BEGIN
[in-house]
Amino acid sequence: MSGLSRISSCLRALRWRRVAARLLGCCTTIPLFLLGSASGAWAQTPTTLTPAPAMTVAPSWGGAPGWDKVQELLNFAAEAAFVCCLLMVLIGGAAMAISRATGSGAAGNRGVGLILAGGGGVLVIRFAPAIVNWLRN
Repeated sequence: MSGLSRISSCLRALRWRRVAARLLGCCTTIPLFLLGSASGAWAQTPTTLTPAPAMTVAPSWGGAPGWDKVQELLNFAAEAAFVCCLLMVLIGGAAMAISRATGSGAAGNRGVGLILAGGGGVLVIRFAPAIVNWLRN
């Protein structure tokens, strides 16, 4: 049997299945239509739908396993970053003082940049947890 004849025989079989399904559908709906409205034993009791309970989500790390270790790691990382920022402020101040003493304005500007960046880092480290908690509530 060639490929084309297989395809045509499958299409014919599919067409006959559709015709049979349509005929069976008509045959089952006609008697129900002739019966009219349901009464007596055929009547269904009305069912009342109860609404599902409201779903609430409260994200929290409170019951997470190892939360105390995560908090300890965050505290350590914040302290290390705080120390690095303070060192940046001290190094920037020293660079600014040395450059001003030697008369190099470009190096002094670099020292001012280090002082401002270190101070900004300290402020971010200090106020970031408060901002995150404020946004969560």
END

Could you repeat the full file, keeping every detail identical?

[in-house]
Amino acid sequence: MSGLSRISSCLRALRWRRVAARLLGCCTTIPLFLLGSASGAWAQTPTTLTPAPAMTVAPSWGGAPGWDKVQELLNFAAEAAFVCCLLMVLIGGAAMAISRATGSGAAGNRGVGLILAGGGGVLVIRFAPAIVNWLRN
Repeated sequence: MSGLSRISSCLRALRWRRVAARLLGCCTTIPLFLLGSASGAWAQTPTTLTPAPAMTVAPSWGGAPGWDKVQELLNFAAEAAFVCCLLMVLIGGAAMAISRATGSGAAGNRGVGLILAGGGGVLVIRFAPAIVNWLRN
């Protein structure tokens, strides 16, 4: 049997299945239509739908396993970053003082940049947890 004849025989079989399904559908709906409205034993009791309970989500790390270790790691990382920022402020101040003493304005500007960046880092480290908690509530 060639490929084309297989395809045509499958299409014919599919067409006959559709015709049979349509005929069976008509045959089952006609008697129900002739019966009219349901009464007596055929009547269904009305069912009342109860609404599902409201779903609430409260994200929290409170019951997470190892939360105390995560908090300890965050505290350590914040302290290390705080120390690095303070060192940046001290190094920037020293660079600014040395450059001003030697008369190099470009190096002094670099020292001012280090002082401002270190101070900004300290402020971010200090106020970031408060901002995150404020946004969560």